Human herpes B virus infection is rare, but often fatal; therefore, prompt management of likely exposure is critical to preventing disease progression.
B virus should be suspected when illness follows exposure to macaque monkeys or their body fluids or tissues.
Any area exposed to macaque monkeys, their body fluids, or tissues should immediately be thoroughly cleansed for 15 minutes.
Untreated B virus infection in humans will often lead to CNS disease and death. The mortality rate with B virus infection is approximately 80% in untreated humans.
Immediate thorough cleansing of the exposed area combined with antiviral prophylaxis may prevent infection.
Early and aggressive antiviral treatment of B virus disease may prevent death.
Herpes B virus infection in humans is caused by the zoonotic Macacine herpesvirus 1 (MHV-1), previously known as Cercopithecine herpesvirus 1 (CHV-1). The virus is commonly called the B virus, but is also known as herpes B, monkey B virus, Herpesvirus simiae, and herpesvirus B. The virus is a member of the Alphaherpesvirus subfamily (genus: Simplexvirus ) and is closely related to the human herpes simplex virus (HSV). It is mainly found in macaque monkeys and these appear to be its natural host. Most infected monkeys are asymptomatic or have only mild symptoms; however, in some cases a disease similar to human HSV infection is seen (e.g., vesicular lesions on the tongue and lips, and sometimes on the skin).  
Of all the simplex herpesviruses identified in non-human primates, only B virus is known to be pathogenic for humans.  Infection in humans is usually caused by the bite or scratch from an infected animal, a percutaneous injury contaminated by macaque body fluids, or from mucosal or non-intact skin contact with infected body fluid or tissue (e.g., in a laboratory or animal handling facility).  The incubation period from confirmed exposure to onset of clinical symptoms ranges from a few days to 5 weeks, but symptoms generally appear between 1 and 3 weeks post-exposure.  B virus infection in humans is rare, but when it does occur it often presents with flu-like symptoms (fever, muscle aches, fatigue, and headache). Neurological symptoms usually develop, which result in fatal encephalomyelitis or severe neurological impairment if not treated early.   Human infections have been identified in at least 50 instances, with approximately 80% mortality when untreated.   Morbidity and mortality associated with human infection result from invasion of the CNS, leading to ascending paralysis and respiratory failure.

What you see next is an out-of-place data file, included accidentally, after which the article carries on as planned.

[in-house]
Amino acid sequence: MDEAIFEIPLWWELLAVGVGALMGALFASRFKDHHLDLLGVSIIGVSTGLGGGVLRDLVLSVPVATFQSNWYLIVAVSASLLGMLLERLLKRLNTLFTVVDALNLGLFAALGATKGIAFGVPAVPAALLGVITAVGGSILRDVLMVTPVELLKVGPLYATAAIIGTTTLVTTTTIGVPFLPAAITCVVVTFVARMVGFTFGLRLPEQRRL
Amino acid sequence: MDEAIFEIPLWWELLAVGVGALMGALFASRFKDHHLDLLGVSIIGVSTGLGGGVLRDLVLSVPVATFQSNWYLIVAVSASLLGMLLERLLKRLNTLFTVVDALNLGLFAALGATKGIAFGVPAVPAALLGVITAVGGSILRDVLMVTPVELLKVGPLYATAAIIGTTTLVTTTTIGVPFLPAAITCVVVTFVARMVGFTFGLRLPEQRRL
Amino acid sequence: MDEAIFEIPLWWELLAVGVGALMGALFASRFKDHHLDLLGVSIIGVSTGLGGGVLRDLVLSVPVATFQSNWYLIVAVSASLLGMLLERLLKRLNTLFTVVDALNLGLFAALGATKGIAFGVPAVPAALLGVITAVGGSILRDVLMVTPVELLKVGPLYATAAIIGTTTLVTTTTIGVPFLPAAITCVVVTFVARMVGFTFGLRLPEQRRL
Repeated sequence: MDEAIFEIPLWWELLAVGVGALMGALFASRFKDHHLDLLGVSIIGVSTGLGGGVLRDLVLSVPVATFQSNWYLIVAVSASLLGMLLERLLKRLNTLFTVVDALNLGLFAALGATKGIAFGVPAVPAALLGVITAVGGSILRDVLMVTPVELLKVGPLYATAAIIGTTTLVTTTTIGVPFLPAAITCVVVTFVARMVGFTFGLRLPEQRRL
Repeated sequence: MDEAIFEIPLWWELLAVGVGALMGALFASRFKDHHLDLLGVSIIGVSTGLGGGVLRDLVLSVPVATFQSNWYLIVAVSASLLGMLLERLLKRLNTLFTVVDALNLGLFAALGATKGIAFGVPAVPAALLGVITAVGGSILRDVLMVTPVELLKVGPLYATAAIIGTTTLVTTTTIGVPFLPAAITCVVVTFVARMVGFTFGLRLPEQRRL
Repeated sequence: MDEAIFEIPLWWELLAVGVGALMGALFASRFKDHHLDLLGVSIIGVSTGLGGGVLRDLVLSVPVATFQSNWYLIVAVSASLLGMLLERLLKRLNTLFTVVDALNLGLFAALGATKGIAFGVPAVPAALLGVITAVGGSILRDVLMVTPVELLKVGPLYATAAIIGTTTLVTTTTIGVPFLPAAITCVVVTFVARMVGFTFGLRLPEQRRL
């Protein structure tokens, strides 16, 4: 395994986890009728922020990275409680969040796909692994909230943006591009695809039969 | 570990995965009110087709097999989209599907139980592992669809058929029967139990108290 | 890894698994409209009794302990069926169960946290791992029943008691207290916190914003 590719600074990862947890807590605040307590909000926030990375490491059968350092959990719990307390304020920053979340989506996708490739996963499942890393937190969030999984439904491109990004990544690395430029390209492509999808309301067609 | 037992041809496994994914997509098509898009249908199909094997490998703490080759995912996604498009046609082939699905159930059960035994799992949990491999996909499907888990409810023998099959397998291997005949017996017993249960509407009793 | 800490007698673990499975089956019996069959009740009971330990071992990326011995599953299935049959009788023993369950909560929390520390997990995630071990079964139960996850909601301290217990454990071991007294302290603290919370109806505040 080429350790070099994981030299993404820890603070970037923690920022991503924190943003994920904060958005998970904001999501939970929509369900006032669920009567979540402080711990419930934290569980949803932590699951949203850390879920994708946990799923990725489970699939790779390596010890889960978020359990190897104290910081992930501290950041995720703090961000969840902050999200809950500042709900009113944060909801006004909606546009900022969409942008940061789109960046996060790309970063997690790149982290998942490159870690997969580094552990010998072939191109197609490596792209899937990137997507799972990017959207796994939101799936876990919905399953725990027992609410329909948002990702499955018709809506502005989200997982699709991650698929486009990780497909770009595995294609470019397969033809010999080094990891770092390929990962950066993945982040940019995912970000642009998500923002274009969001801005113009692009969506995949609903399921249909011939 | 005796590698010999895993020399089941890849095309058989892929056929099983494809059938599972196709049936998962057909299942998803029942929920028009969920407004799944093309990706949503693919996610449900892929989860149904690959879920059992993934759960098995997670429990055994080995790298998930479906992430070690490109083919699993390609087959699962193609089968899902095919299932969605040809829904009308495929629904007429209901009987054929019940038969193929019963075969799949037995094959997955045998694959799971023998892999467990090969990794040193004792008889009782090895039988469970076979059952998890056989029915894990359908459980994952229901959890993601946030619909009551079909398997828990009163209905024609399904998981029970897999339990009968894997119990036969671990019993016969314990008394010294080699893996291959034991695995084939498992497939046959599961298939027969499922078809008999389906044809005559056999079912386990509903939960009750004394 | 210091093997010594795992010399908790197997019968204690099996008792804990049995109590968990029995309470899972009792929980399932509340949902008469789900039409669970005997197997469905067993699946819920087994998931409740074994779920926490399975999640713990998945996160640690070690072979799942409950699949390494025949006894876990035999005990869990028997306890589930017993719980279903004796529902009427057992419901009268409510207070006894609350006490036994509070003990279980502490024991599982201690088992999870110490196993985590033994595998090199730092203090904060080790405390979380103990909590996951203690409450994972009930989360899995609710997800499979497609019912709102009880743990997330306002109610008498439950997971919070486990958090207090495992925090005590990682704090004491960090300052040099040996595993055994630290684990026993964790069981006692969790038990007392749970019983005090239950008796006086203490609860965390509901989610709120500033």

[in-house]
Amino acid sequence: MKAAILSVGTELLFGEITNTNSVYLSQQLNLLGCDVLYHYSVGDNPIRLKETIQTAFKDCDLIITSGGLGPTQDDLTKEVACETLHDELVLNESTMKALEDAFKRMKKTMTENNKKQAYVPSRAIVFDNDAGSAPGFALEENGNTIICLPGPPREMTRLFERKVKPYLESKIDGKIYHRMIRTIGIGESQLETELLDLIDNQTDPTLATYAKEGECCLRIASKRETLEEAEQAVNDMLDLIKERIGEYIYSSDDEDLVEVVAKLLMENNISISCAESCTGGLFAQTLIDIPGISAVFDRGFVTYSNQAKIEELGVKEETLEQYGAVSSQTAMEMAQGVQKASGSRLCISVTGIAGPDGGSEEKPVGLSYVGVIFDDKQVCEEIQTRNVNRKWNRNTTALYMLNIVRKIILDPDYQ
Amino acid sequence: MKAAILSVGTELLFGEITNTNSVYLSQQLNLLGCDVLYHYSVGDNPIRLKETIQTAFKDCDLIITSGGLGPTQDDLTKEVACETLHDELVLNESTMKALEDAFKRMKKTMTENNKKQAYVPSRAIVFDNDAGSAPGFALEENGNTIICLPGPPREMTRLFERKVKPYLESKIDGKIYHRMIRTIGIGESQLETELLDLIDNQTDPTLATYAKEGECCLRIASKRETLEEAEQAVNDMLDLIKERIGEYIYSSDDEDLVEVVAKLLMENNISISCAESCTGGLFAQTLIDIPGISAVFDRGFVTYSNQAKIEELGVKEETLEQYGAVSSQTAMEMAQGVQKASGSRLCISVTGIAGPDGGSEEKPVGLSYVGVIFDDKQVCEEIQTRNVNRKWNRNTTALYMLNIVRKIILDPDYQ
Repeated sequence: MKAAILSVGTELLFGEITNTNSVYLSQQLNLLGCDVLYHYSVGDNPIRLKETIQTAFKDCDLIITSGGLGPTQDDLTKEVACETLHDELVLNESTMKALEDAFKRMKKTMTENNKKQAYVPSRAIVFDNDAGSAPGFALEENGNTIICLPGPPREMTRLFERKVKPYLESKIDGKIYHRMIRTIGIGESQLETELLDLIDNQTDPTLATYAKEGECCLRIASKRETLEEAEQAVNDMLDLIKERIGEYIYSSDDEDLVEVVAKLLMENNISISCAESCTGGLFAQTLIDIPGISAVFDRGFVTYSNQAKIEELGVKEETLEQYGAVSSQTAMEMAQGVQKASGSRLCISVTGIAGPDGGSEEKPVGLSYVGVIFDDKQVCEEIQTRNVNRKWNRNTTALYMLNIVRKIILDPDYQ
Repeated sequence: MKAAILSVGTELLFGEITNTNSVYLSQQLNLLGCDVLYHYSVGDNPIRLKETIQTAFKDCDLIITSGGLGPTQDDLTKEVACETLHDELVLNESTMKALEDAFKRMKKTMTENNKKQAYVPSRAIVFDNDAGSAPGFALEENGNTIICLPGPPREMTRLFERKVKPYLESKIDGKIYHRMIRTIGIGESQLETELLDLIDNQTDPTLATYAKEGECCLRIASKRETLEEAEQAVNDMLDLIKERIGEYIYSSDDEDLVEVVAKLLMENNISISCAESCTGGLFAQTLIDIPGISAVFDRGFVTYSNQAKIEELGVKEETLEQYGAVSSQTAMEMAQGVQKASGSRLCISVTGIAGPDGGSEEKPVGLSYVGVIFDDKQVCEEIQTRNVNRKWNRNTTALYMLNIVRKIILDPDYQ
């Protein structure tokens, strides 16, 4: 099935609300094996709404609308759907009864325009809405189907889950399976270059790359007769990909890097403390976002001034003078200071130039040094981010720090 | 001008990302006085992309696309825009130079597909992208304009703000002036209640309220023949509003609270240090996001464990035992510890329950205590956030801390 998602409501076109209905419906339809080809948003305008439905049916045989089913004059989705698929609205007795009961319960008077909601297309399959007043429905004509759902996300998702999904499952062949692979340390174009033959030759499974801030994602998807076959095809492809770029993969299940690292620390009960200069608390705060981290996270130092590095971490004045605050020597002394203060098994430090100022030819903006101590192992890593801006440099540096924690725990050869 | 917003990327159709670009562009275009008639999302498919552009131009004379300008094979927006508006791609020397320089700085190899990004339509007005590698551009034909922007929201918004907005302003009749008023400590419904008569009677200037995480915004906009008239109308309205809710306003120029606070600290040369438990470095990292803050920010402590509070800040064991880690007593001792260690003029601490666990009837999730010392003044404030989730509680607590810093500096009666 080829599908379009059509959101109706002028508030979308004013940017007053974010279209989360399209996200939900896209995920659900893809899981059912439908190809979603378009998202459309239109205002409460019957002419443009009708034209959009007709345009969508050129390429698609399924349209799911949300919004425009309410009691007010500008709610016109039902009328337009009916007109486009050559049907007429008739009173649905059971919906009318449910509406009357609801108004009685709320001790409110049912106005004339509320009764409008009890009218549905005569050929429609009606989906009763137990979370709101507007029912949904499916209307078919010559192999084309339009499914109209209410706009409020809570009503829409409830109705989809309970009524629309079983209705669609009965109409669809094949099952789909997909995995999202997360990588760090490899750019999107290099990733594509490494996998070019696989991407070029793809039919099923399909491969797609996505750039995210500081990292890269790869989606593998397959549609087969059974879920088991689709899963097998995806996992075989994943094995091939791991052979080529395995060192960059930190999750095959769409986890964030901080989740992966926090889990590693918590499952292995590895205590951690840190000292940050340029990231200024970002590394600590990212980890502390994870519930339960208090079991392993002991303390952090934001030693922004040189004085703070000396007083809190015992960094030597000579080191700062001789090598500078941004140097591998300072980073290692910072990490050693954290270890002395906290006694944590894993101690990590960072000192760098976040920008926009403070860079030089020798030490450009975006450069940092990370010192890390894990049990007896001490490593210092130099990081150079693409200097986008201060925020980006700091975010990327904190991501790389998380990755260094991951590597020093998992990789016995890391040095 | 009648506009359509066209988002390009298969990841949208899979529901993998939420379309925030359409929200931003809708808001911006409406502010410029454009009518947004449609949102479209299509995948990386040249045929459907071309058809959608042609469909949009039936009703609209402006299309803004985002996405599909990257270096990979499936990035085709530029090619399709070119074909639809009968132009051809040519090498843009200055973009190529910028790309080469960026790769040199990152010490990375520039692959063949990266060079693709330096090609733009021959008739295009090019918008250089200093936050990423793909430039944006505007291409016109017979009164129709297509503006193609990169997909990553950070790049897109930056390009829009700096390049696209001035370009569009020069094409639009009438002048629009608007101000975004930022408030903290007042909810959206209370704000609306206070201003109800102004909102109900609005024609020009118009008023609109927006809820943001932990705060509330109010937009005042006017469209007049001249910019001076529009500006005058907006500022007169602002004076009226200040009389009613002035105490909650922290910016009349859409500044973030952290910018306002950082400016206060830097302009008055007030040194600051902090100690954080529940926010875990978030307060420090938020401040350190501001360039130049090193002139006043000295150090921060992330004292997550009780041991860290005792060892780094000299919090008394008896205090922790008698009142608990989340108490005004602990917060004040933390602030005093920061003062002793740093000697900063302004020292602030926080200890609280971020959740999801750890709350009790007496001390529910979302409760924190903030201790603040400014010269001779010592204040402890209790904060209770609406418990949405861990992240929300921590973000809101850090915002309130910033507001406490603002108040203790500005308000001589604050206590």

Centers for Disease Control and Prevention
DSS declares that he has no competing interests. The views included in this topic are those of the authors and do not necessarily represent the views of the Centers for Disease Control and Prevention or the National Institutes of Health.
Medical Officer, Captain, Public Health Service
Division of Public Health Information Dissemination
Center for Surveillance, Epidemiology, and Laboratory Services
Centers for Disease Control and Prevention
LEC is the author of a reference cited in this monograph. The views included in this topic are those of the authors and do not necessarily represent the views of the Centers for Disease Control and Prevention or the National Institutes of Health.
Chief, Laboratory of Infectious Diseases
Chief, Medical Virology Section
National Institutes of Health
JIC is the author of a reference cited in this monograph. The views included in this topic are those of the authors and do not necessarily represent the views of the Centers for Disease Control and Prevention or the National Institutes of Health.
Dr D. Scott Schmid, Dr Louisa E. Chapman, and Dr Jeffrey I. Cohen would like to gratefully acknowledge Dr Julia K. Hilliard for her contributions to this monograph.
Professor of Virology and Infectious Diseases
University of Liverpool
AMG declares that she has no competing interests.
Assistant Professor of Neurology
Johns Hopkins University School of Medicine
DS has received research funding from the National Institutes of Health, the World Federation of Neurology, and the Johns Hopkins Center for AIDS Research.
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